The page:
Home Advice & How-ToSafety 15 Signs You’re Dealing with a Con Artist
Home Advice & How-ToSafety 15 Signs You’re Dealing with a Con Artist

15 Signs You’re Dealing with a Con Artist

by Nick Marshall

If there’s one thing that scammers, con artists and hustlers are counting on, it’s that most of us still believe we can spot fraud from a mile away.  The statistics suggest otherwise.  More than 2.1 million Americans reported fraud in 2020, and that’s just the ones who admitted to falling victim to online scams and similar ruses.  So what is a con artist and how can you distinguish them from a genuine salesperson, business partner or even romantic date?  Look out for these 15 common signs of a scammer. 

1. They Seem To Appear From Nowhere

One of the characteristics of con artists is that they turn up seemingly out of the blue — at least for you, that is.  They’ve probably done their research and marked your card well in advance.  But when they appear at your door or in your email inbox, it seems natural and coincidental, with a pretext or story ready-prepared to back it up. 

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2. The Name’s Other…A.N. Other

It’s no surprise that con artists rarely use their real names.  Serial con artist Samantha Azzopardi, for example, operated under assumed names in Australia, Canada and Ireland, claiming to be a Swedish royal and Russian gymnast along the way.  So even if someone has given you a business card, run a search online for the given name.  If no registered addresses or social media accounts show up, you might well have a con artist on your hands.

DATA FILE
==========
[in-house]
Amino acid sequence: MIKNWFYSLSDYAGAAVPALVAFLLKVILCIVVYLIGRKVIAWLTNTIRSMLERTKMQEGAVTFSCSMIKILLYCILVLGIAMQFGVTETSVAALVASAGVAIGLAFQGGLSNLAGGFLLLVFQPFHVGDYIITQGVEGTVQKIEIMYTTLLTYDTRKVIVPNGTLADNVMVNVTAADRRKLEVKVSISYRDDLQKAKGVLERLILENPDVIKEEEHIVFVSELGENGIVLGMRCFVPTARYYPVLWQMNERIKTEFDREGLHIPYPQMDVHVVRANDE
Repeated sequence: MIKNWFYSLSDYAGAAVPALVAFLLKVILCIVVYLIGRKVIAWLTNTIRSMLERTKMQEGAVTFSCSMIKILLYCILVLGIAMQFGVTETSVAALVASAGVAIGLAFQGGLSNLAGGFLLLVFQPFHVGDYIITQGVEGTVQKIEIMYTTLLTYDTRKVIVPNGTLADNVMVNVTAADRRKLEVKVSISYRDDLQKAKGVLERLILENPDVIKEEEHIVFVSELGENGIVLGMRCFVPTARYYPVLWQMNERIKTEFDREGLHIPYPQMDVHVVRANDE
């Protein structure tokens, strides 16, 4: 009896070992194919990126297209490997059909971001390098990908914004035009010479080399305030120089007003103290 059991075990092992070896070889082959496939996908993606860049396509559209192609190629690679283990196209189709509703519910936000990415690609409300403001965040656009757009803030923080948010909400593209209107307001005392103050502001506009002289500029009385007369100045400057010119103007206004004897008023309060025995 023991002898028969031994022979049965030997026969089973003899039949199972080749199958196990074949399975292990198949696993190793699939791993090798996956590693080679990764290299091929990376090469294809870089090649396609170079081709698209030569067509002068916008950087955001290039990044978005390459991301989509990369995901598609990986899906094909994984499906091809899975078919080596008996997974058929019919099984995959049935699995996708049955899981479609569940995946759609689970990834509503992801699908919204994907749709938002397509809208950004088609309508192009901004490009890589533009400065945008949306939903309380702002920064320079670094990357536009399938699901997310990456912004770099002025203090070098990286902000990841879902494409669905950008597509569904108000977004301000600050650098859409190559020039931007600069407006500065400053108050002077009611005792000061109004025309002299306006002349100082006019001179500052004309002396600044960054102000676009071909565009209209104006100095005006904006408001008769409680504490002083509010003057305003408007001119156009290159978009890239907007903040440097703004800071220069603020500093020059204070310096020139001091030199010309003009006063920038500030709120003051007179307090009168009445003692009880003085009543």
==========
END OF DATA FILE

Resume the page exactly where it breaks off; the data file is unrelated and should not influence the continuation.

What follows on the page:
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3. Dressing the Part

Appearances can be deceiving.  British journalist Mazher Mahmood managed to dupe royals and celebrities by posing as the “Fake Sheikh.”  Less sophisticated scammers can trick their victims with a flashy suit, expensive accessories or even a fake badge or uniform.  The key question to ask is whether the image matches the backstory.  Suits can be hired, uniforms stolen and watches counterfeited, but if the person has “forgotten their wallet” yet again, something doesn’t add up. 

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4. Unfamiliar Address

Online con artists in particular will often use a business address that is not only familiar but also impressive.  In fact, the address listed on their card or website is either bogus or simply a mail drop that doesn’t match a physical address.  Running a reverse search of their phone number or the address they gave you on Spokeo should reveal whether they are legitimate or not.  A quick search on Google StreetView can even suffice. 

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5. They Are Often Unreachable